4. Never Mind Direct Hacking, Infrastructure Hacking Might Result In The Same Scenario For Us.
Even if these people never directly hack or phish you, there are ways their activities will affect you. If there's no electricity (to cherrypick the most glaring and obvious example) then your PC or laptop or mobile phone will stop working, the ISP server rooms and telecom exchanges and cell towers will go dark when their fuel runs out, and the end result for you will be the same - loss of all your contacts and data that's online.
A more subtle Infrastructure hack might see the telecom cell towers sending out erasure signals to all mobile phones. (Yes, it can be done.) In the ensuing chaos as everyone struggles to remember phone numbers and reinstate their contact lists, you can learn an awful lot about who's connected to who, which people are most likely to hold trust for you and so forth. You can, in short, build a social graph of trust connections. And then exploit those to extract more phishing info.
To a foreign government or body, these kinds of data could be invaluable for building up a plan of attack. For a large corporation, the data uncovered could lead to all sorts of advantages.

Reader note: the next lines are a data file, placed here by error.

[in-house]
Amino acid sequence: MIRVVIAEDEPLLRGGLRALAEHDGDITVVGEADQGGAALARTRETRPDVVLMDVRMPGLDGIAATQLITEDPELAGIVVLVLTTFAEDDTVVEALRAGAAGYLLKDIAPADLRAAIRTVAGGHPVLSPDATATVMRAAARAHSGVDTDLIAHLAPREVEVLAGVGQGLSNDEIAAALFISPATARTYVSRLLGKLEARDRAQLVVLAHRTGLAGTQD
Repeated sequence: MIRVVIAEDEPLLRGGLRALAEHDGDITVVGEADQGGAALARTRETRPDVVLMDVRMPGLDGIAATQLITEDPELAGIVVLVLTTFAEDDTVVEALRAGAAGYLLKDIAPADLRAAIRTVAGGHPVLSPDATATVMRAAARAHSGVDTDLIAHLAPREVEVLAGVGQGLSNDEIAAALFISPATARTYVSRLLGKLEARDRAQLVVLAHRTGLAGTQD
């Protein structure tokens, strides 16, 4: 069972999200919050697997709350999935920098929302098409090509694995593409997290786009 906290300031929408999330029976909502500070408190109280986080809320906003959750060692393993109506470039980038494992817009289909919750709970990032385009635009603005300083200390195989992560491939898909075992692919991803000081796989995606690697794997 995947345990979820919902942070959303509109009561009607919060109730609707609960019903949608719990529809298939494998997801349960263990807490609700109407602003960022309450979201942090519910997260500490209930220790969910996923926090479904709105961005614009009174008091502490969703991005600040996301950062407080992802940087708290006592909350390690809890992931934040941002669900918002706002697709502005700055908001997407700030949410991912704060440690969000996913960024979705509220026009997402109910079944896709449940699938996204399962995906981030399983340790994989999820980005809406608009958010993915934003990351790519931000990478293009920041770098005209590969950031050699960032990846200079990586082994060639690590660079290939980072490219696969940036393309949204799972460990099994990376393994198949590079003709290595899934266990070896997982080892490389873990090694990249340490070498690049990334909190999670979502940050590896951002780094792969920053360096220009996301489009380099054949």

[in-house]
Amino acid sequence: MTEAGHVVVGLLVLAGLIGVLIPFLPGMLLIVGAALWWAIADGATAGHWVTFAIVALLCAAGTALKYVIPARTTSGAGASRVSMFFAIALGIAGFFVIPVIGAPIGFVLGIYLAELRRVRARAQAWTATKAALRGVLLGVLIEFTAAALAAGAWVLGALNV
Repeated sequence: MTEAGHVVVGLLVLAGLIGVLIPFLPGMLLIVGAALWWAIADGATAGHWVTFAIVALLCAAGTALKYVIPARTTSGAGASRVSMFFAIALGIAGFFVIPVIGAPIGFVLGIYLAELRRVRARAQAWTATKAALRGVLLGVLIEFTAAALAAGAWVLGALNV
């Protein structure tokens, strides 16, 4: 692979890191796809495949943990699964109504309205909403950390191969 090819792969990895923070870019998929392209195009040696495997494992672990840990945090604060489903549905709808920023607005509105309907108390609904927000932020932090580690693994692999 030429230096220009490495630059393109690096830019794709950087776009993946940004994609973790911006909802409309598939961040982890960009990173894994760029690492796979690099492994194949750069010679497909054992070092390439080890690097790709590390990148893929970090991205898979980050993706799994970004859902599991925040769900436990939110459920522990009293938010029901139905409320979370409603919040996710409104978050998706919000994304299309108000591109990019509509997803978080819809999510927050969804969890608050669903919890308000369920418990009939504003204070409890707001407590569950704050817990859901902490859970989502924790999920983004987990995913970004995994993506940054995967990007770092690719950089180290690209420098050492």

The Upshot Is That Your Account Is A More Valuable And Attractive Target To An Ever Increasing Pool Of Criminals Every Passing Day.
So that kind of says (to me) that no matter what, if I stay online and keep a mobile phone, then I'll begin to experience an steadily increasing number of attacks, of increasingly greater sophistication. It doesn't matter which web service I have an account on, it's going to be under more and more pressure from hacking. No matter how careful I am about email, there's going to be one that slips past my discriminating examination and gets opened.
Unless all our technology takes a quantum leap in security overnight, it means I'll almost certainly have some of my personal details (an account screen name and password, a UID and key, or other detail) stolen off some site or other and used to probe my other property online. My best hope is to present as little opportunity to the infiltrator as possible.
Strategies To Minimise Opportunity For Hackers And Phishers.
Make sure you at least have a different password on each site you visit. It's a pain in the arse but it's less of a pain than someone gaining control of every account where you use the same email, password, and/or other identifying information.
One of the strategies I've read about and to some degree implement is to have a different email address for every online property you have, and a different password, and a different screen name. This means that if a phisher gets your email address and password to a social networking site, their next standard procedure becomes useless. (The next standard procedure is to try that email / password combination on financial websites, other social networking sites, ebay and other retail sites, and any other site that might turn a profit for the perpetrator.)